Aurora Framework Devlog #1

Hey developers,

This is the first of hopefully many devlogs into the development of Aurora Framework. Everything is still very barebone but we decided it would be a good idea to keep you updated on our progress. So for this purpose we will now be putting out these devlogs every 1 month.

In each devlog, we will provide a little summary of what has changed in every module of the framework.

Image generation

You can generate an image by writing pixel per pixel into a raw buffer and then save it as PNG, JPEG, etc… Here is some cool outputs:

pseudo-random RGB values generation
pseudo-random binary values generation
Generated RGB Hue

GLSL Shaders Loader

You can now dynamically load all type of GLSL shaders into you OpenGL context.

GEngine::GLShader *sunshader_vert = new GEngine::GLShader(GEngine::Vertex);

Using a simple shader provided on github, you can have this beautiful output:

Yellow “sun” generated by a GLSL shader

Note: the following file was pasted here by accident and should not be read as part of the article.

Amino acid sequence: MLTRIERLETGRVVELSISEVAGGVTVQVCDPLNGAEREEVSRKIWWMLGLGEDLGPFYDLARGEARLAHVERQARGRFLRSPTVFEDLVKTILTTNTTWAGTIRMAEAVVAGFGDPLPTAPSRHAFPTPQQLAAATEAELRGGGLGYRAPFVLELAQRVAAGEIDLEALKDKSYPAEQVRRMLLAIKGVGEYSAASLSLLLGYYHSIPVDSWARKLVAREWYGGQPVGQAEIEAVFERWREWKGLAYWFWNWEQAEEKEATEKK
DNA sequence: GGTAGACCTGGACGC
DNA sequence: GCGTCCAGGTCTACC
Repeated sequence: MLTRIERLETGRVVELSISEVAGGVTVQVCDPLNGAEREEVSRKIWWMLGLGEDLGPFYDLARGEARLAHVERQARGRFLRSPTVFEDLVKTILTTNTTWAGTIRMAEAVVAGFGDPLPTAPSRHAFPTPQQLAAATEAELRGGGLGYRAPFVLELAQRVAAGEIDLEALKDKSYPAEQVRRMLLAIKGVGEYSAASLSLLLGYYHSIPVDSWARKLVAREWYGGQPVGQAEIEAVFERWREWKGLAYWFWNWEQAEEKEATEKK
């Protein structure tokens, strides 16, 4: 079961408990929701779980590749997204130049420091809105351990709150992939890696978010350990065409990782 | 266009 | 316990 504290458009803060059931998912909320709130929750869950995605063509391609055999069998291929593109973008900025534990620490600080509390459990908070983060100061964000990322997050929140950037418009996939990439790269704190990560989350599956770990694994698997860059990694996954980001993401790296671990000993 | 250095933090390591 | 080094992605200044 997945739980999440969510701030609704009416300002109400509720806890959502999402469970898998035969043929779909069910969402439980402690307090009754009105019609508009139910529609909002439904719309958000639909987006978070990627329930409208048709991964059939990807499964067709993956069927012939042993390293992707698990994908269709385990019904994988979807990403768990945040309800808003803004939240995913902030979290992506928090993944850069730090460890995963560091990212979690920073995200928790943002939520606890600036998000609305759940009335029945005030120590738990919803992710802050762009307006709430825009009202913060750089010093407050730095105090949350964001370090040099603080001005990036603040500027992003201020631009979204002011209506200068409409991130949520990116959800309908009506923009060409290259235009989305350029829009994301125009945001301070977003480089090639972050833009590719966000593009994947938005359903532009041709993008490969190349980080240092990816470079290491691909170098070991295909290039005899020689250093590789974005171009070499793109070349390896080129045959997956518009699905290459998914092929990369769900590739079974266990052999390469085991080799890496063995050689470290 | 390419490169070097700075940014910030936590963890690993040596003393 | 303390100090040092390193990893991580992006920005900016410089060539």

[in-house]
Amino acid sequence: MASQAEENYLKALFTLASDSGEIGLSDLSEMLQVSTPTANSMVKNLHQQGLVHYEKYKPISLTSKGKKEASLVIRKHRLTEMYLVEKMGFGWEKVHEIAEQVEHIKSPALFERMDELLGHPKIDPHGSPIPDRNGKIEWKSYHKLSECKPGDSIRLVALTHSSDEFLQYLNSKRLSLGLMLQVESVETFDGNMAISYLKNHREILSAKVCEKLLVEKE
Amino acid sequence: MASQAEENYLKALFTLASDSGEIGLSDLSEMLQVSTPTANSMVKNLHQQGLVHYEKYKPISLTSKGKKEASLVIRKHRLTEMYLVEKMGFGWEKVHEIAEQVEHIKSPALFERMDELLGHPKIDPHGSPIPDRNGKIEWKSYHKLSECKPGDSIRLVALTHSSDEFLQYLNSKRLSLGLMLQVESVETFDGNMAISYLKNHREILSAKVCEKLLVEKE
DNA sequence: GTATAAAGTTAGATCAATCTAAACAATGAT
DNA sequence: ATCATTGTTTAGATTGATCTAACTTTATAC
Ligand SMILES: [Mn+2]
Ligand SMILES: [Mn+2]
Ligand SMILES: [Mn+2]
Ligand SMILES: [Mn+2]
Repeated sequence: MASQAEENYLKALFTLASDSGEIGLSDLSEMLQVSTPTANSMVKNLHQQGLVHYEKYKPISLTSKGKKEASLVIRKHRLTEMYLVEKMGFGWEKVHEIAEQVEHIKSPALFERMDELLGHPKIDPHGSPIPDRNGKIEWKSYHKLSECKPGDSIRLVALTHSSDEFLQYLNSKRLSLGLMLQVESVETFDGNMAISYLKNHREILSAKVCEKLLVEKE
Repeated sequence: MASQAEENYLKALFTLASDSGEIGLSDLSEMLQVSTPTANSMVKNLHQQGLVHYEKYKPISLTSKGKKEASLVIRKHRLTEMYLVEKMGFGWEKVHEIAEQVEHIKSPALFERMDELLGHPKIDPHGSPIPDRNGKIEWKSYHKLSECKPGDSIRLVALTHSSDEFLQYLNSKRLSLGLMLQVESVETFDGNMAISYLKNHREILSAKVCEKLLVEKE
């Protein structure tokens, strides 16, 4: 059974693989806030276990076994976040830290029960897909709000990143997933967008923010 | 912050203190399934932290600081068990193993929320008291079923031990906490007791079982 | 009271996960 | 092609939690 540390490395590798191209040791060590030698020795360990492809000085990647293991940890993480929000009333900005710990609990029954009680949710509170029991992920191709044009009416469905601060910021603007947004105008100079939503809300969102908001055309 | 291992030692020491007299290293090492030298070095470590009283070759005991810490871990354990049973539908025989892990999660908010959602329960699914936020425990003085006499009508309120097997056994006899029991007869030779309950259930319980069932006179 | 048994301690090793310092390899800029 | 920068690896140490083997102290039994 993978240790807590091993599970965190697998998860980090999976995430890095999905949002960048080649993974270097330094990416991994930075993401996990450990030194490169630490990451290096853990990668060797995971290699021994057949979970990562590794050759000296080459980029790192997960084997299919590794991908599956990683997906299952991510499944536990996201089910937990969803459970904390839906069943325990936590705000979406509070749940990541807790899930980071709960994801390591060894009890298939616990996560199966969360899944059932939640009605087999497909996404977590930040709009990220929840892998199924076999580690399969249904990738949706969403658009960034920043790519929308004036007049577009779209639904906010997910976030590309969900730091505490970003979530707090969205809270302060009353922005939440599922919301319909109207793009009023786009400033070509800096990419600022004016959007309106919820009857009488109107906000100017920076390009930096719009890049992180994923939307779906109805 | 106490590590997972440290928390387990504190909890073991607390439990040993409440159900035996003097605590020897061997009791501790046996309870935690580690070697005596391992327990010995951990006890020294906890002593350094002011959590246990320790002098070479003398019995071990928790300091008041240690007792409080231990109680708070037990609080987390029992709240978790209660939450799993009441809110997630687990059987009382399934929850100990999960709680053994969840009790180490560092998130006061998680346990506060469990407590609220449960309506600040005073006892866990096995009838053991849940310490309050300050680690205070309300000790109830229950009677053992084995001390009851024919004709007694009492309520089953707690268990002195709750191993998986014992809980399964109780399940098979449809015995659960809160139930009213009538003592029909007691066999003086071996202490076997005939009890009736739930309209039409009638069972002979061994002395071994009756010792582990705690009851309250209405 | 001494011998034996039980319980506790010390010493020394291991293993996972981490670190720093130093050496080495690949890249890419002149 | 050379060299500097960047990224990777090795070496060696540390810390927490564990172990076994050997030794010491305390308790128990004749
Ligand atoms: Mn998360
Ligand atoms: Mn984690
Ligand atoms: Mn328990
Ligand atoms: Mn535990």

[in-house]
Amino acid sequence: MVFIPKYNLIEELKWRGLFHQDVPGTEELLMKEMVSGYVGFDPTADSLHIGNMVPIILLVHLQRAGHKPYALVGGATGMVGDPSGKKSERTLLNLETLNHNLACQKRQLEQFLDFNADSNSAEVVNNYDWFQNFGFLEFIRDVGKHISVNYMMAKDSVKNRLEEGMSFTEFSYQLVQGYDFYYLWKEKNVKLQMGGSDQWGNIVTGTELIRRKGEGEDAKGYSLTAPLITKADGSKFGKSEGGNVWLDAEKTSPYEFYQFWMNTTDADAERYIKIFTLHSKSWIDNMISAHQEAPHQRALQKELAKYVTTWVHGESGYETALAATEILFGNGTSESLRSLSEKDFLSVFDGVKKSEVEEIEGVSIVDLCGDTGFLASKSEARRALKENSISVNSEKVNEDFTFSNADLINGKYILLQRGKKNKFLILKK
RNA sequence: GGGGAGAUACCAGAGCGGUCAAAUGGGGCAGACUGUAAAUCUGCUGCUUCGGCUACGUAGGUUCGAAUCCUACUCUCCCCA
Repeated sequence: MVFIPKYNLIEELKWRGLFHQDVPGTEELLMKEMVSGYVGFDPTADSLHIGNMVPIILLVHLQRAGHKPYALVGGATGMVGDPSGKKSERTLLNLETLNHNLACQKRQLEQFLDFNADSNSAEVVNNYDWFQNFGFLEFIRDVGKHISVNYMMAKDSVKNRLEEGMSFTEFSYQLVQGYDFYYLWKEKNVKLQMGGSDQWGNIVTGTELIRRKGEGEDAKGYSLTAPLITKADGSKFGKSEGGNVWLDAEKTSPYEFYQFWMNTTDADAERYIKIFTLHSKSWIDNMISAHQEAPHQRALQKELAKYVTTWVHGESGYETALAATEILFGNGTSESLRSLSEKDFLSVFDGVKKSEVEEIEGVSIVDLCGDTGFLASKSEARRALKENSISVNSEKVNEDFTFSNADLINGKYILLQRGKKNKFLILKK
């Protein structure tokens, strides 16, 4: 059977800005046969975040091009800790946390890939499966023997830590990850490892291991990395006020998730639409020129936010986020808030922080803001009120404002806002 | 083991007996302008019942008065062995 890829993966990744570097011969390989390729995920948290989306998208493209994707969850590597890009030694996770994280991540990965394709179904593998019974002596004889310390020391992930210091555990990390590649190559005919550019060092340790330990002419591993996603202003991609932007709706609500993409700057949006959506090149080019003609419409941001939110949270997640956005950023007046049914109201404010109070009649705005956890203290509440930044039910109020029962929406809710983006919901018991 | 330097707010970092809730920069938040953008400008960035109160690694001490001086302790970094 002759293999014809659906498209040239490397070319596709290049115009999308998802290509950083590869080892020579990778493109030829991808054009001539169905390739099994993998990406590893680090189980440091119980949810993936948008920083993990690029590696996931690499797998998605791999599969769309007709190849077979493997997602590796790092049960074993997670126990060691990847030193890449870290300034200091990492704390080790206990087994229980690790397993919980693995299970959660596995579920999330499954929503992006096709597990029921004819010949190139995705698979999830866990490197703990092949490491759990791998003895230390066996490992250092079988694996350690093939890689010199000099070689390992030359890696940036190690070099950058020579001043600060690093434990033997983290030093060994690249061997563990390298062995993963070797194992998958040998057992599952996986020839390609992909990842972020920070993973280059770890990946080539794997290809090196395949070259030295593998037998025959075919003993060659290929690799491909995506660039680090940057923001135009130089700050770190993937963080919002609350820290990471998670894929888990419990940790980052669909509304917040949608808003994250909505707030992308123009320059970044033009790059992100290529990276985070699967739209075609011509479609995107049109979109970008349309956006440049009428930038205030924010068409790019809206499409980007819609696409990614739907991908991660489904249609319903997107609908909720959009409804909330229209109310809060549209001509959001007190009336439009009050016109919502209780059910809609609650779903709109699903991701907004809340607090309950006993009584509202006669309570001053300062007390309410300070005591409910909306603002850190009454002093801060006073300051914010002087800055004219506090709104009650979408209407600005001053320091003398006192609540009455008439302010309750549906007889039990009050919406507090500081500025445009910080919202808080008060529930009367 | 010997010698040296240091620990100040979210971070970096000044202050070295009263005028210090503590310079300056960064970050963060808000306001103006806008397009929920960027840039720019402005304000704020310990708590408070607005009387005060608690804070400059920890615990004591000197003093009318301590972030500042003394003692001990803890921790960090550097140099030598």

Also using the buitin input handler, you can move this “sun” arround the opengl window and change the size and color using your keyboard.

Bigger purple “sun”

Graphical User Interface

GTK based structure for GUI

We created a simple structure for GUI based on GTK+ 3:

Here is some simple results:

Test Button on GUI
Test Labels on GUI

Command Line Interface

Current CLI output on Test App

Thinking about new Debugging and Logging System based on android Logcat:

Planned UML Structure of Logging System

Sound and 3D Audio

We implemented basic audio playback, and started working on 3D audio. We also made a testing audio app that will later evolve to a full-fledged CLI music player, including some 3D features to showcase Aurora.

Right now it has some limitations though, such as the fact it can’t read .MP3 files, it only can output audio and the sample rate is hardcoded. We will, however, fix most of these problems soon.

To use Aurora’s audio capabilities, we made it so it would be super simple:

AudioStream music("music.ogg"); // Opens the music file
music.volume = 0.8f; // Volume at 80% from original source;

And in case you want 3D audio, it’s also super simple:

AudioSource source(3, 5, -2) // x, y and z
AudioListener::getInstance().position = Math::Vector3D(0, 1, 2);



This changes were made proudly by all the contributors of this project. Check out the official repositories on github.

I'm a student and low-level developer. My interests range from technology to music. I am also interested in nature and sports. Love C, D and x86 Assembly. Keep it Simple, Goldtist
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